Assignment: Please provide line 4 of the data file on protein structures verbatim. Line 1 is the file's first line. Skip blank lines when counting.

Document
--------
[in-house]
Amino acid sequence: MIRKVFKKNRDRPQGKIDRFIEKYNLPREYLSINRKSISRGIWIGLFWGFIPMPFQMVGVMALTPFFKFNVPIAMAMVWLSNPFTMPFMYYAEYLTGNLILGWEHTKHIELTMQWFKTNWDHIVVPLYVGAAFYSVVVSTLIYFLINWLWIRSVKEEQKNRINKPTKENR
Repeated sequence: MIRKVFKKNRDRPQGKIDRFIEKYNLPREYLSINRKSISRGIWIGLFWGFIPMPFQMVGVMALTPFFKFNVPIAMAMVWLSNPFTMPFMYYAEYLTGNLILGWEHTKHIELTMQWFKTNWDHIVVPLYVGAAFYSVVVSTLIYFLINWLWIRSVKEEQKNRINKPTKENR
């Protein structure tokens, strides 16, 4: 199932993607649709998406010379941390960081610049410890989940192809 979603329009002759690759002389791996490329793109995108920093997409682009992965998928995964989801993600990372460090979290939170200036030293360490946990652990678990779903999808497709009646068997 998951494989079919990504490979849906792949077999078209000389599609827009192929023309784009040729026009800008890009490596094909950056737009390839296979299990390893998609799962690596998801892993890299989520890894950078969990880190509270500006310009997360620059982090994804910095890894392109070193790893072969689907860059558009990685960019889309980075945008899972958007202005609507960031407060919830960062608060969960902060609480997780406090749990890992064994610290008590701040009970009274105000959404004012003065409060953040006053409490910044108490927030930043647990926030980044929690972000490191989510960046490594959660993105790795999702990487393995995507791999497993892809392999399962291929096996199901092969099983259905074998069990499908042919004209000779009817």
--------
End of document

């Protein structure tokens, strides 16, 4: 199932993607649709998406010379941390960081610049410890989940192809 979603329009002759690759002389791996490329793109995108920093997409682009992965998928995964989801993600990372460090979290939170200036030293360490946990652990678990779903999808497709009646068997 998951494989079919990504490979849906792949077999078209000389599609827009192929023309784009040729026009800008890009490596094909950056737009390839296979299990390893998609799962690596998801892993890299989520890894950078969990880190509270500006310009997360620059982090994804910095890894392109070193790893072969689907860059558009990685960019889309980075945008899972958007202005609507960031407060919830960062608060969960902060609480997780406090749990890992064994610290008590701040009970009274105000959404004012003065409060953040006053409490910044108490927030930043647990926030980044929690972000490191989510960046490594959660993105790795999702990487393995995507791999497993892809392999399962291929096996199901092969099983259905074998069990499908042919004209000779009817």